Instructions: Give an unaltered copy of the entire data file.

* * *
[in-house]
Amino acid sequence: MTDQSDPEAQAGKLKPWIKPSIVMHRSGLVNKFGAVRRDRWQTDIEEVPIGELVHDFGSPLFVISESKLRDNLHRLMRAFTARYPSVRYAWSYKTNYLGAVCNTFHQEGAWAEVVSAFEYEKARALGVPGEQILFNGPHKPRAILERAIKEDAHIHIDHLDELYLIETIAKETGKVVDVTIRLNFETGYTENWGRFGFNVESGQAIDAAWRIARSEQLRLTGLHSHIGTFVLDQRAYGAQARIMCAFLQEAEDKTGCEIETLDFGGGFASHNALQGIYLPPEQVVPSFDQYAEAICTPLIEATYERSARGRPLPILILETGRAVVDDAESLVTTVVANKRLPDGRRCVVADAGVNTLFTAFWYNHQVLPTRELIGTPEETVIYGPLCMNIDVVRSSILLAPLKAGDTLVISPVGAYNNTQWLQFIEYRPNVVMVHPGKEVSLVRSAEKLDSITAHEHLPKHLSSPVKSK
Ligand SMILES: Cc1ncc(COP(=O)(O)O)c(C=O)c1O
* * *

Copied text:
[in-house]
Amino acid sequence: MTDQSDPEAQAGKLKPWIKPSIVMHRSGLVNKFGAVRRDRWQTDIEEVPIGELVHDFGSPLFVISESKLRDNLHRLMRAFTARYPSVRYAWSYKTNYLGAVCNTFHQEGAWAEVVSAFEYEKARALGVPGEQILFNGPHKPRAILERAIKEDAHIHIDHLDELYLIETIAKETGKVVDVTIRLNFETGYTENWGRFGFNVESGQAIDAAWRIARSEQLRLTGLHSHIGTFVLDQRAYGAQARIMCAFLQEAEDKTGCEIETLDFGGGFASHNALQGIYLPPEQVVPSFDQYAEAICTPLIEATYERSARGRPLPILILETGRAVVDDAESLVTTVVANKRLPDGRRCVVADAGVNTLFTAFWYNHQVLPTRELIGTPEETVIYGPLCMNIDVVRSSILLAPLKAGDTLVISPVGAYNNTQWLQFIEYRPNVVMVHPGKEVSLVRSAEKLDSITAHEHLPKHLSSPVKSK
Ligand SMILES: Cc1ncc(COP(=O)(O)O)c(C=O)c1O